The appellants did not file an answer within 30 days after they were served. Instead, within that time, they brought their action against the local Bureau of Land Management officials and secured a temporary restraining order which forbade continuance of the contest proceedings. However, the restraining order was dissolved on June 21, 1960, when the judgment of the District Court was entered. Thereafter, although the contestees appealed to the Court of Appeals, they took no action which prevented the re-running of the 30-day period against them.
Essentially the same facts were presented in United States v. Humboldt Placer Mining Company et al., 71 I.D. 434 (A-30055), decided today. In that case, there was involved a Government contest rather
. than a private contest but there too, after being served, the contestees, who were represented by the same counsel as the Duguids, elected not to file an answer but filed an action against the Bureau of Land Management officials to enjoin their proceeding with the contest. The same United States District Court issued a temporary restraining order but dissolved it on June 21, 1960, the day it entered judgment against the Duguids. The contestees in the Humboldt case also appealed to the Court of Appeals but, as here, took no action to protect themselves against administrative action while the appeal was pending.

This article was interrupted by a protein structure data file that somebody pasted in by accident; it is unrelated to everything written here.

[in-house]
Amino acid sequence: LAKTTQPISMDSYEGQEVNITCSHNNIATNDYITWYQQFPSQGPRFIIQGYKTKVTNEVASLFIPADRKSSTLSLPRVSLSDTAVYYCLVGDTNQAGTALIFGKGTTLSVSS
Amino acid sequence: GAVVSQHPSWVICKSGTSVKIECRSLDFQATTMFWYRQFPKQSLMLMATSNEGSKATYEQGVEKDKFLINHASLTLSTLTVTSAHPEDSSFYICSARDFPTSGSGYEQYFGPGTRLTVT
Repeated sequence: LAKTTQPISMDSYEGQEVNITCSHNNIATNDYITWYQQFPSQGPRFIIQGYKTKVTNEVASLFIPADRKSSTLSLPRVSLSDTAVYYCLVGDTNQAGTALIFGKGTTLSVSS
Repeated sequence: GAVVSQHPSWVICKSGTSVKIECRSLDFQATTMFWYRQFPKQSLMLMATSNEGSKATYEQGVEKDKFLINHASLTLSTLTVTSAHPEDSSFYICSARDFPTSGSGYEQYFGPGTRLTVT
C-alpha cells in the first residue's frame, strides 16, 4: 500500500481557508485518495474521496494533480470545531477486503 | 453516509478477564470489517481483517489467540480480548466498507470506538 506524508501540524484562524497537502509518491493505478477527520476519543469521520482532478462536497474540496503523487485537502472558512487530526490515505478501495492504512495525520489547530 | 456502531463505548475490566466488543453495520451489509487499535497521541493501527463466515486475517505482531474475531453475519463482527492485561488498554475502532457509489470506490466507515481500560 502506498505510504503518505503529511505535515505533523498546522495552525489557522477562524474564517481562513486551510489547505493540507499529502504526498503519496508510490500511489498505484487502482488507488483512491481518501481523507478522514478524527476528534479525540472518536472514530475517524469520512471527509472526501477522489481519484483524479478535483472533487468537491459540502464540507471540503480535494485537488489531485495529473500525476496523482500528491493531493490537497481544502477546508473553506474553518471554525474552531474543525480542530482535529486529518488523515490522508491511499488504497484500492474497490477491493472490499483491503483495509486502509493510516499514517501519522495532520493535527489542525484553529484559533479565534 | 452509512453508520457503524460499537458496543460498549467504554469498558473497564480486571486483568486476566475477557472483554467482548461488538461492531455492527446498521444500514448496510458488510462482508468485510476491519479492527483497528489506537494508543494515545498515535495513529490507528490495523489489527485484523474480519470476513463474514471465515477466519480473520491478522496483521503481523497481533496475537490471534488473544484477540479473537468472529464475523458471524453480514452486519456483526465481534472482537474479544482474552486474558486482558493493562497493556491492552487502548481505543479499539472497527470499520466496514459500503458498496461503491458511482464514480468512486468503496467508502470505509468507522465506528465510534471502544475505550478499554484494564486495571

In the Humboldt decision it was pointed out that Rule 62 of the Federal Rules of Civil Procedure expressly provides that a judgment in an action for an injunction is not stayed during the period after entry of the judgment and until an appeal is taken or during the pendency of an appeal. Rule 62 provides further that, when an appeal is taken from a judgment dissolving an injunction, the court may restore the injunction during the pendency of the appeal. In the Humboldt decision it was noted that the contestees there could have but did not apply for a restoration of the injunction when they appealed from the District Court decision. It was also noted that, in addition or in the alternative, they could have requested from the Department an extension of time to file their answer to the contest complaint pending final action in the litigation. Finally, they could have filed an answer and requested postponement of further proceedings. They did none of these.
The Duguids had the same three courses of action open to them but pursued none of them.